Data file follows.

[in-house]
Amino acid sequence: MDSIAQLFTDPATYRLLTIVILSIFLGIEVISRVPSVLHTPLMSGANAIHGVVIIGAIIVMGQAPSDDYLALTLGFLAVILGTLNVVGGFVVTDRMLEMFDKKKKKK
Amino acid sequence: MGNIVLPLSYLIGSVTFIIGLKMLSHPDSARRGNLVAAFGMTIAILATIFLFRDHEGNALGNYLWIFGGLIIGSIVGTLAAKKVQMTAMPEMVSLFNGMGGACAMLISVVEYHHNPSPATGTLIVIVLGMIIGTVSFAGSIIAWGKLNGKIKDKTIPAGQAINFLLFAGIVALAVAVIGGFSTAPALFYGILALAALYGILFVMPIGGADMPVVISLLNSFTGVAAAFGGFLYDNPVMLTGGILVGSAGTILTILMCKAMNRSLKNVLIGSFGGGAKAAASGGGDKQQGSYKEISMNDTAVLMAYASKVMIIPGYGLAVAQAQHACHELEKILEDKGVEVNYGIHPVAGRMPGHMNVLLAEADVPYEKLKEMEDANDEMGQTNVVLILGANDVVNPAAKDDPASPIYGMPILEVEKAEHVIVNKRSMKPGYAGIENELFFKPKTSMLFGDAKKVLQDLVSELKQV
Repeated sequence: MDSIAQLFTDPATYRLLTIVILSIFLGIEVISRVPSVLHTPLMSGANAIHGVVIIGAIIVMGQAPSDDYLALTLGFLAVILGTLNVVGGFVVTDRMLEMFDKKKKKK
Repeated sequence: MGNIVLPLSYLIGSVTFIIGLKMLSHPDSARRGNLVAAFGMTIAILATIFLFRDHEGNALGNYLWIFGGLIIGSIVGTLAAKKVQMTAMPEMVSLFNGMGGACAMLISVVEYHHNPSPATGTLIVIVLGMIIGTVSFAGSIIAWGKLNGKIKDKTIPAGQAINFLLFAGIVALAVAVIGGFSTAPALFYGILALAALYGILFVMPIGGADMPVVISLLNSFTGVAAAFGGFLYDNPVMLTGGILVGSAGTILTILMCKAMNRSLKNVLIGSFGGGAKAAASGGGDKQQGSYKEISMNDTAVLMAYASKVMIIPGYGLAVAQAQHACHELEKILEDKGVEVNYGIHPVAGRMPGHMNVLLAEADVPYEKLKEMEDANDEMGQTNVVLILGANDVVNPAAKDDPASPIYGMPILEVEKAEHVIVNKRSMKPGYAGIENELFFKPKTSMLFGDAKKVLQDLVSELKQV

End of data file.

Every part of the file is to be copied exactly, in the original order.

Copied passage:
[in-house]
Amino acid sequence: MDSIAQLFTDPATYRLLTIVILSIFLGIEVISRVPSVLHTPLMSGANAIHGVVIIGAIIVMGQAPSDDYLALTLGFLAVILGTLNVVGGFVVTDRMLEMFDKKKKKK
Amino acid sequence: MGNIVLPLSYLIGSVTFIIGLKMLSHPDSARRGNLVAAFGMTIAILATIFLFRDHEGNALGNYLWIFGGLIIGSIVGTLAAKKVQMTAMPEMVSLFNGMGGACAMLISVVEYHHNPSPATGTLIVIVLGMIIGTVSFAGSIIAWGKLNGKIKDKTIPAGQAINFLLFAGIVALAVAVIGGFSTAPALFYGILALAALYGILFVMPIGGADMPVVISLLNSFTGVAAAFGGFLYDNPVMLTGGILVGSAGTILTILMCKAMNRSLKNVLIGSFGGGAKAAASGGGDKQQGSYKEISMNDTAVLMAYASKVMIIPGYGLAVAQAQHACHELEKILEDKGVEVNYGIHPVAGRMPGHMNVLLAEADVPYEKLKEMEDANDEMGQTNVVLILGANDVVNPAAKDDPASPIYGMPILEVEKAEHVIVNKRSMKPGYAGIENELFFKPKTSMLFGDAKKVLQDLVSELKQV
Repeated sequence: MDSIAQLFTDPATYRLLTIVILSIFLGIEVISRVPSVLHTPLMSGANAIHGVVIIGAIIVMGQAPSDDYLALTLGFLAVILGTLNVVGGFVVTDRMLEMFDKKKKKK
Repeated sequence: MGNIVLPLSYLIGSVTFIIGLKMLSHPDSARRGNLVAAFGMTIAILATIFLFRDHEGNALGNYLWIFGGLIIGSIVGTLAAKKVQMTAMPEMVSLFNGMGGACAMLISVVEYHHNPSPATGTLIVIVLGMIIGTVSFAGSIIAWGKLNGKIKDKTIPAGQAINFLLFAGIVALAVAVIGGFSTAPALFYGILALAALYGILFVMPIGGADMPVVISLLNSFTGVAAAFGGFLYDNPVMLTGGILVGSAGTILTILMCKAMNRSLKNVLIGSFGGGAKAAASGGGDKQQGSYKEISMNDTAVLMAYASKVMIIPGYGLAVAQAQHACHELEKILEDKGVEVNYGIHPVAGRMPGHMNVLLAEADVPYEKLKEMEDANDEMGQTNVVLILGANDVVNPAAKDDPASPIYGMPILEVEKAEHVIVNKRSMKPGYAGIENELFFKPKTSMLFGDAKKVLQDLVSELKQV